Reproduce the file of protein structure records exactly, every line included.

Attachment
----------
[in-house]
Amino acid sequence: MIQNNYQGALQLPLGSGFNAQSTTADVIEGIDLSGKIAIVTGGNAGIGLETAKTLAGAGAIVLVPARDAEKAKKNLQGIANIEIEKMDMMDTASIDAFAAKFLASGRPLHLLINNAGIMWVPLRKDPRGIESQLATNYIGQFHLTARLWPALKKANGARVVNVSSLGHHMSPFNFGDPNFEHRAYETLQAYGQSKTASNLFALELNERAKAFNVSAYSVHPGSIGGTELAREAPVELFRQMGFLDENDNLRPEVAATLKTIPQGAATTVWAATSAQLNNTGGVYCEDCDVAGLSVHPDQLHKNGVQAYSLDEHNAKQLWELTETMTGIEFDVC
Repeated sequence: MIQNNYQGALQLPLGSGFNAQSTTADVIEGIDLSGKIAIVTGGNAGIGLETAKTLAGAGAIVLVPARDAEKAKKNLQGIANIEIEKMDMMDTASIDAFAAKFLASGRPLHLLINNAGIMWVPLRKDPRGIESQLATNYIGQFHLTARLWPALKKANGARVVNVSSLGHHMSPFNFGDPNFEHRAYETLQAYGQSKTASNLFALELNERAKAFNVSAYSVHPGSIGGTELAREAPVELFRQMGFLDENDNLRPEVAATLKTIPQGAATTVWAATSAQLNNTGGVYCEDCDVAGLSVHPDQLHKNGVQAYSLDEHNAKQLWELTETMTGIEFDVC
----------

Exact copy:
[in-house]
Amino acid sequence: MIQNNYQGALQLPLGSGFNAQSTTADVIEGIDLSGKIAIVTGGNAGIGLETAKTLAGAGAIVLVPARDAEKAKKNLQGIANIEIEKMDMMDTASIDAFAAKFLASGRPLHLLINNAGIMWVPLRKDPRGIESQLATNYIGQFHLTARLWPALKKANGARVVNVSSLGHHMSPFNFGDPNFEHRAYETLQAYGQSKTASNLFALELNERAKAFNVSAYSVHPGSIGGTELAREAPVELFRQMGFLDENDNLRPEVAATLKTIPQGAATTVWAATSAQLNNTGGVYCEDCDVAGLSVHPDQLHKNGVQAYSLDEHNAKQLWELTETMTGIEFDVC
Repeated sequence: MIQNNYQGALQLPLGSGFNAQSTTADVIEGIDLSGKIAIVTGGNAGIGLETAKTLAGAGAIVLVPARDAEKAKKNLQGIANIEIEKMDMMDTASIDAFAAKFLASGRPLHLLINNAGIMWVPLRKDPRGIESQLATNYIGQFHLTARLWPALKKANGARVVNVSSLGHHMSPFNFGDPNFEHRAYETLQAYGQSKTASNLFALELNERAKAFNVSAYSVHPGSIGGTELAREAPVELFRQMGFLDENDNLRPEVAATLKTIPQGAATTVWAATSAQLNNTGGVYCEDCDVAGLSVHPDQLHKNGVQAYSLDEHNAKQLWELTETMTGIEFDVC